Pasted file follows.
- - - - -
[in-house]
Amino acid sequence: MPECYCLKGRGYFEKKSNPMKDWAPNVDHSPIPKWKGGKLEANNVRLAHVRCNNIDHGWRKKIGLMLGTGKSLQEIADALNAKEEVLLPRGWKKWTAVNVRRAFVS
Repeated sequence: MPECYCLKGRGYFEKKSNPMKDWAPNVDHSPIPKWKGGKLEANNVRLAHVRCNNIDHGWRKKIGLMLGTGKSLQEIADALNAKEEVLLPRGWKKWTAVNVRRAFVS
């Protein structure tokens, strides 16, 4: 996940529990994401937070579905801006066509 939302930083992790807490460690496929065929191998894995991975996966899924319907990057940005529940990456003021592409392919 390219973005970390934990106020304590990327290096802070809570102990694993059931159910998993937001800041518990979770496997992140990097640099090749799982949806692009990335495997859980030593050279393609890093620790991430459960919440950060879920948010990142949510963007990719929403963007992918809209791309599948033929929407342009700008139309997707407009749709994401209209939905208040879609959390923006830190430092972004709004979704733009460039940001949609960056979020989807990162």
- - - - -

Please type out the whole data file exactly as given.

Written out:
[in-house]
Amino acid sequence: MPECYCLKGRGYFEKKSNPMKDWAPNVDHSPIPKWKGGKLEANNVRLAHVRCNNIDHGWRKKIGLMLGTGKSLQEIADALNAKEEVLLPRGWKKWTAVNVRRAFVS
Repeated sequence: MPECYCLKGRGYFEKKSNPMKDWAPNVDHSPIPKWKGGKLEANNVRLAHVRCNNIDHGWRKKIGLMLGTGKSLQEIADALNAKEEVLLPRGWKKWTAVNVRRAFVS
């Protein structure tokens, strides 16, 4: 996940529990994401937070579905801006066509 939302930083992790807490460690496929065929191998894995991975996966899924319907990057940005529940990456003021592409392919 390219973005970390934990106020304590990327290096802070809570102990694993059931159910998993937001800041518990979770496997992140990097640099090749799982949806692009990335495997859980030593050279393609890093620790991430459960919440950060879920948010990142949510963007990719929403963007992918809209791309599948033929929407342009700008139309997707407009749709994401209209939905208040879609959390923006830190430092972004709004979704733009460039940001949609960056979020989807990162």